Picking up software add-ons means modifications get made to your web browser such as extra toolbars and popup windows. Many of these items simply want to stake their territory maybe for the purpose of directing you to certain websites so you can make some purchase.
It is the web browser specifically that gets bogged down in these situations as it contains too many unnecessary add-ons. You will find that it isn’t as responsive as it should be as it gets pulled in different directions. Being sabotaged takes a toll. Plug-ins, BHOs, add-ons, additional toolbars, if unnecessary, all compete with networking and computing resources. The result is that your ability to browse slows down and is… hijacked.
An important reminder from our last article – these items land on our PC without our knowledge but are a result of unsafe browsing practices including opening email attachments or passing files from one PC to your own via chat rooms, peer-to-peer file sharing, or instant messaging. It may be hard to believe, but many unwanted items wind up on our PC because you installed them unknowingly. Some are from legitimate software vendors that bundle their installation with other software. You need to examine the install steps and clear any check boxes that include extra programs.
Typically when installing software you will see some screens that have checkboxes with items like:
- [✓] Make Ask.com my default search.
- [✓] Add Yahoo! Toolbar to your browser.
- [✓] Yes, I want Bing toolbar for Internet Explorer.
- [✓] Also install, free McAfee security scan.
You need to know that you CAN clear these check boxes. In this way, ONLY the software you intended to have in the first place will still be installed.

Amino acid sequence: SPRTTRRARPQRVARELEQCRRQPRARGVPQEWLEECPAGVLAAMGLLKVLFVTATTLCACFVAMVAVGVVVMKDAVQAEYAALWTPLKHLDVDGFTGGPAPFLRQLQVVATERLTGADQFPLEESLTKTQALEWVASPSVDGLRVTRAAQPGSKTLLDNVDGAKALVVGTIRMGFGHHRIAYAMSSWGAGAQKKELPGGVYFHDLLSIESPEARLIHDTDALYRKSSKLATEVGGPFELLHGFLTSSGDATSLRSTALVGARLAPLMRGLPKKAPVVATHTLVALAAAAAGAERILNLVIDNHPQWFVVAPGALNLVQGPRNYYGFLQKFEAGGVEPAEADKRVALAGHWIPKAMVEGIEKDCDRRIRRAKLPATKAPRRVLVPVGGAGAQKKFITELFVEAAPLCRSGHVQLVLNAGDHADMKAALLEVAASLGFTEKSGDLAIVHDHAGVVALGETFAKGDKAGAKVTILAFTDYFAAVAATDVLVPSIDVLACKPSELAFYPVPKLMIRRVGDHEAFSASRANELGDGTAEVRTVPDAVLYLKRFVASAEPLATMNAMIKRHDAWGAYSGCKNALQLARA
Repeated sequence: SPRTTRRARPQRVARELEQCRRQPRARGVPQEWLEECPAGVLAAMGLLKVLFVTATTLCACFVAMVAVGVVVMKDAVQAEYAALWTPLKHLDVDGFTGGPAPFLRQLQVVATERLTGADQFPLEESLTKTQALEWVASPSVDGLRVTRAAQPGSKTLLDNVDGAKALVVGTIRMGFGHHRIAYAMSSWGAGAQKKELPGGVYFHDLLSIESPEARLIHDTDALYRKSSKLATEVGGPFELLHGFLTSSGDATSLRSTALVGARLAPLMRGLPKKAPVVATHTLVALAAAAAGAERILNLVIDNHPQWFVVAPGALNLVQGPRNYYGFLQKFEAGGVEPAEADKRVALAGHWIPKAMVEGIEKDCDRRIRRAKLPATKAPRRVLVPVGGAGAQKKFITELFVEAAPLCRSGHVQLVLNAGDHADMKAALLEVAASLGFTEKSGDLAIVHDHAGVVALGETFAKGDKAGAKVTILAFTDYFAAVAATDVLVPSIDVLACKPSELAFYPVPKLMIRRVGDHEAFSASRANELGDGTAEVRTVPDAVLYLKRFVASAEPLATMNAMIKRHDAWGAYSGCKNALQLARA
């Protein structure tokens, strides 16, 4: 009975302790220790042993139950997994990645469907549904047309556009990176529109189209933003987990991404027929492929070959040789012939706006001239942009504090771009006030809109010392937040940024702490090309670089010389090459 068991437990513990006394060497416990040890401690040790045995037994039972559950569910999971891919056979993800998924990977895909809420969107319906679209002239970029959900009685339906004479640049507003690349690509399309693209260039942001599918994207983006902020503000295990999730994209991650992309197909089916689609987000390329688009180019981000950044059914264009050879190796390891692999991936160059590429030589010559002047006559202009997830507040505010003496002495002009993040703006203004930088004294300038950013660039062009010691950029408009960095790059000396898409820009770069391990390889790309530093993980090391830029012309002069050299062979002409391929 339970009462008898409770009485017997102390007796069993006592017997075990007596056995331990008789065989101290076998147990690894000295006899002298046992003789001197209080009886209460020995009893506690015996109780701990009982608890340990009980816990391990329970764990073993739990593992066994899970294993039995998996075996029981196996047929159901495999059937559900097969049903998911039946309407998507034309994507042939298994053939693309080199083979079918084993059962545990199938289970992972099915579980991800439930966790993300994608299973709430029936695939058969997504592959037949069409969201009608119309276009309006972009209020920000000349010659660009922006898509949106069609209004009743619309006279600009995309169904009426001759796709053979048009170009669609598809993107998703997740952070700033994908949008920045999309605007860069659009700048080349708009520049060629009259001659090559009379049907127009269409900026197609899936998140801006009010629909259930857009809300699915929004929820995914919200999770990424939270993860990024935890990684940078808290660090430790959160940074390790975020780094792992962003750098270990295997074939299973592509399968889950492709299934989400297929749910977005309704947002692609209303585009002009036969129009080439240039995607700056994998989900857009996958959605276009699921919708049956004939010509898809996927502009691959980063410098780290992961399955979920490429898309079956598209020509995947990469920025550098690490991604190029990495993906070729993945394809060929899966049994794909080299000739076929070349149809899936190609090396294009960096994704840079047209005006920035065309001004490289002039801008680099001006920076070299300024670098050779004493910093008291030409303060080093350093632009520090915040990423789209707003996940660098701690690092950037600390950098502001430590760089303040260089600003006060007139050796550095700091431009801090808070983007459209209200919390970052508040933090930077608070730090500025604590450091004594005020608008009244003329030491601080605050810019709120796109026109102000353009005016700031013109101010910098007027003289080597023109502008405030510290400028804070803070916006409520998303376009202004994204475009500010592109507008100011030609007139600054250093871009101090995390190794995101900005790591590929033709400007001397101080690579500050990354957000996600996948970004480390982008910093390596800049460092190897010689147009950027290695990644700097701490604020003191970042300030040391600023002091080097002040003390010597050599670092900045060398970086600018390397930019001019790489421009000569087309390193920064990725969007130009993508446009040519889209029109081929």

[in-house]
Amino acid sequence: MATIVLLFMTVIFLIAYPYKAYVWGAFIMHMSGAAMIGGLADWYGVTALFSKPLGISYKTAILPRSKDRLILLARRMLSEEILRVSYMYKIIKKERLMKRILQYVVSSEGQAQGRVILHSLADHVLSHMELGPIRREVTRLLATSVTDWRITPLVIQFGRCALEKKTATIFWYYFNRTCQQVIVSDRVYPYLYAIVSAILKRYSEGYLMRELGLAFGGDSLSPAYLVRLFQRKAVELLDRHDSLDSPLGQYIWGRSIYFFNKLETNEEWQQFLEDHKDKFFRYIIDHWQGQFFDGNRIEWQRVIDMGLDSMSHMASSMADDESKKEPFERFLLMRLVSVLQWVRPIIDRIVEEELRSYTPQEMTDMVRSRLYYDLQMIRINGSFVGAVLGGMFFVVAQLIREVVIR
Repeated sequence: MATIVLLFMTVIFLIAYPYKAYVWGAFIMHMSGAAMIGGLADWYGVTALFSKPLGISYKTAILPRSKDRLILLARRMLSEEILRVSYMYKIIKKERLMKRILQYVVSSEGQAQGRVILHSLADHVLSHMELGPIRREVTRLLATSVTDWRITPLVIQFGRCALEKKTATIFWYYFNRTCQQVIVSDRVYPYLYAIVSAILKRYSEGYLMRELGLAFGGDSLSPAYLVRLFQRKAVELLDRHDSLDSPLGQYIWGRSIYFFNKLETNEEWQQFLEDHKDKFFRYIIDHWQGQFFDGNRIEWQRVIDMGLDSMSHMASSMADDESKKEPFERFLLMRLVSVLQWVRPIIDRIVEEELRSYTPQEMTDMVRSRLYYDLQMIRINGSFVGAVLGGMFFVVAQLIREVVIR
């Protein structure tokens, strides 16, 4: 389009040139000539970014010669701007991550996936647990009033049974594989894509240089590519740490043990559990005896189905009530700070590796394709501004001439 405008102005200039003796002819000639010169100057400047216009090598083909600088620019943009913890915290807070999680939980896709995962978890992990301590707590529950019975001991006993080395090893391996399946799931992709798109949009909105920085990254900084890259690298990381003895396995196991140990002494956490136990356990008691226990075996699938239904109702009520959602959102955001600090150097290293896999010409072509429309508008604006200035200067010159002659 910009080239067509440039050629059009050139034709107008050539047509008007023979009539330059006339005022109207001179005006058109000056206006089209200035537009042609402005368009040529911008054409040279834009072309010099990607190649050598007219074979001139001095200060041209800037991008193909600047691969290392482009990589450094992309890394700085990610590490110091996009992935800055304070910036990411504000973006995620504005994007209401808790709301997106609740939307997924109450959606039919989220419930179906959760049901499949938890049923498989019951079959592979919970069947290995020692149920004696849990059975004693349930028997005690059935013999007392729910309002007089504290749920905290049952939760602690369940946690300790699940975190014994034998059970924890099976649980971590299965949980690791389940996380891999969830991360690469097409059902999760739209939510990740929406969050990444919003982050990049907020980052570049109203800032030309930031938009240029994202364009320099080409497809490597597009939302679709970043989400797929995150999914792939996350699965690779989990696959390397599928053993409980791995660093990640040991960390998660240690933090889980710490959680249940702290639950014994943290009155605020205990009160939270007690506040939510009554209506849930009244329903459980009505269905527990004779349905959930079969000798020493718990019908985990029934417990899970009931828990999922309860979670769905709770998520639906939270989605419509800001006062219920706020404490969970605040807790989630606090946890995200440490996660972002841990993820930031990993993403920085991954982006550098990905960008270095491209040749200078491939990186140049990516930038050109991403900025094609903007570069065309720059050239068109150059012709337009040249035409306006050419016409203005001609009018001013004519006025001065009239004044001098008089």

We are going to point you to our last article – Bogged Down – for steps on how to uninstall unwanted items. The first step is removal of the items. Next, we are going to cover how to restore your browser to its previous condition.
To restore the browser
Let’s cover just a few examples of good PC practice to keep your PC from suffering the ill effects of add-ons and foistware.
- When installing anything to your computer – examine what it is that you are getting. This includes emails from trusted sources (their email may have been hijacked), and it includes reading all the information for each step of a software install.
- Check online to see if the attachment, software, or the web site (URL) is legitimate or a known source of PC problems.
Bonus Tip: refer to ShouldIRemoveIt.com to check the validity of a software.
- If you are having something installed that you do not want – STOP the install.
- If you are being attacked, save any and all data that you can and power down your PC. If you do not have control of your PC you can press and hold the keys Ctrl – Alt – Delete.
- Don’t trust a download purely based on what you have heard or know of it – it could be faked and it can include add-ons.
- Don’t install additional browser toolbars unless you are certain it is for your daily PC use. Too many toolbars can bog down your web browser and you may find you don’t use all the functionality.
We recommend using an anti-virus program that allows you to be in control. This includes not being bothered or nagged by popup messages and complications. It should run in the background and protect you. To that end, there are programs that are free and offer basic coverage.
We know of PC users that get into trouble with their computer repeatedly. It usually means having to take it to a PC repair technician and having the computer wiped and re-installed. We hope that this article will serve you in taking action when you run into trouble and will help you in preventing it from happening at all.